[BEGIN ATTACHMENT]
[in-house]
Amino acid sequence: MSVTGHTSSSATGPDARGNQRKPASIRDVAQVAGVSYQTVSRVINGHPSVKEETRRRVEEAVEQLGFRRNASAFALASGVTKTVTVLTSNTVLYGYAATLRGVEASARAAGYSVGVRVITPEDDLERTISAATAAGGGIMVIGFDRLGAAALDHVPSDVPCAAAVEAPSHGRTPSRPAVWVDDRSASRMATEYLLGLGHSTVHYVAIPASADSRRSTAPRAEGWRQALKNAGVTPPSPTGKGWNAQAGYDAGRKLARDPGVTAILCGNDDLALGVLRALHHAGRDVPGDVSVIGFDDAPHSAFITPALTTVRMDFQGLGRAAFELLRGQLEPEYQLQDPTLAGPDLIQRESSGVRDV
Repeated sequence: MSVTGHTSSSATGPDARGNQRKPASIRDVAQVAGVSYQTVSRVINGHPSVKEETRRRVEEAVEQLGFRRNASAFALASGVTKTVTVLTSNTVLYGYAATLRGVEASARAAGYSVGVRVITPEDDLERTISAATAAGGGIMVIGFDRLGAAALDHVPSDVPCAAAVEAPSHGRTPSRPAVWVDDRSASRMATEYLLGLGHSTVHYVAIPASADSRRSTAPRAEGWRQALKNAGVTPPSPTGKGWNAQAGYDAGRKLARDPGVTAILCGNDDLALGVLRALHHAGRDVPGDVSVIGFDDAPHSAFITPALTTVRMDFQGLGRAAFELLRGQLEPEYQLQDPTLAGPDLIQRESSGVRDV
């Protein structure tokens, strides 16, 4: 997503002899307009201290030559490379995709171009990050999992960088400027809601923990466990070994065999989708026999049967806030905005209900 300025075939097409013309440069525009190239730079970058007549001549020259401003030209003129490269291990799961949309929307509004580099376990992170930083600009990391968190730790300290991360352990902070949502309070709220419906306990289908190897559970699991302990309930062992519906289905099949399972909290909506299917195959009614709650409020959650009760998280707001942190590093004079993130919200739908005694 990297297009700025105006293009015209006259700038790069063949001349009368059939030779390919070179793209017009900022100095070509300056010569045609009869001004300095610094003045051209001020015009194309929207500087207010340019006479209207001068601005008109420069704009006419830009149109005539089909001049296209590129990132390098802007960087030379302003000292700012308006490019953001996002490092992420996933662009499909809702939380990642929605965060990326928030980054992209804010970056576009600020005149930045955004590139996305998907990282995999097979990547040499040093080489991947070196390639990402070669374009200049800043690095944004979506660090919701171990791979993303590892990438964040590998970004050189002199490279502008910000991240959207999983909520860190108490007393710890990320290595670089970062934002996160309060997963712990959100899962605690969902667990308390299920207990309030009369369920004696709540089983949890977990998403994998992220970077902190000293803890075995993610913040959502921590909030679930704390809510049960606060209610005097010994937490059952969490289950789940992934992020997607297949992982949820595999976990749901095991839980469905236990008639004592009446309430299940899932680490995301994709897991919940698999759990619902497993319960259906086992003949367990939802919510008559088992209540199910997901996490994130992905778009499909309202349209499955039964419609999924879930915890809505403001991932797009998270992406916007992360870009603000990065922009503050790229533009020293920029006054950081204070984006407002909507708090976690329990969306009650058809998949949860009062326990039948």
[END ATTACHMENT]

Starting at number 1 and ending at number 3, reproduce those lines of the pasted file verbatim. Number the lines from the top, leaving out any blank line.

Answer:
[in-house]
Amino acid sequence: MSVTGHTSSSATGPDARGNQRKPASIRDVAQVAGVSYQTVSRVINGHPSVKEETRRRVEEAVEQLGFRRNASAFALASGVTKTVTVLTSNTVLYGYAATLRGVEASARAAGYSVGVRVITPEDDLERTISAATAAGGGIMVIGFDRLGAAALDHVPSDVPCAAAVEAPSHGRTPSRPAVWVDDRSASRMATEYLLGLGHSTVHYVAIPASADSRRSTAPRAEGWRQALKNAGVTPPSPTGKGWNAQAGYDAGRKLARDPGVTAILCGNDDLALGVLRALHHAGRDVPGDVSVIGFDDAPHSAFITPALTTVRMDFQGLGRAAFELLRGQLEPEYQLQDPTLAGPDLIQRESSGVRDV
Repeated sequence: MSVTGHTSSSATGPDARGNQRKPASIRDVAQVAGVSYQTVSRVINGHPSVKEETRRRVEEAVEQLGFRRNASAFALASGVTKTVTVLTSNTVLYGYAATLRGVEASARAAGYSVGVRVITPEDDLERTISAATAAGGGIMVIGFDRLGAAALDHVPSDVPCAAAVEAPSHGRTPSRPAVWVDDRSASRMATEYLLGLGHSTVHYVAIPASADSRRSTAPRAEGWRQALKNAGVTPPSPTGKGWNAQAGYDAGRKLARDPGVTAILCGNDDLALGVLRALHHAGRDVPGDVSVIGFDDAPHSAFITPALTTVRMDFQGLGRAAFELLRGQLEPEYQLQDPTLAGPDLIQRESSGVRDV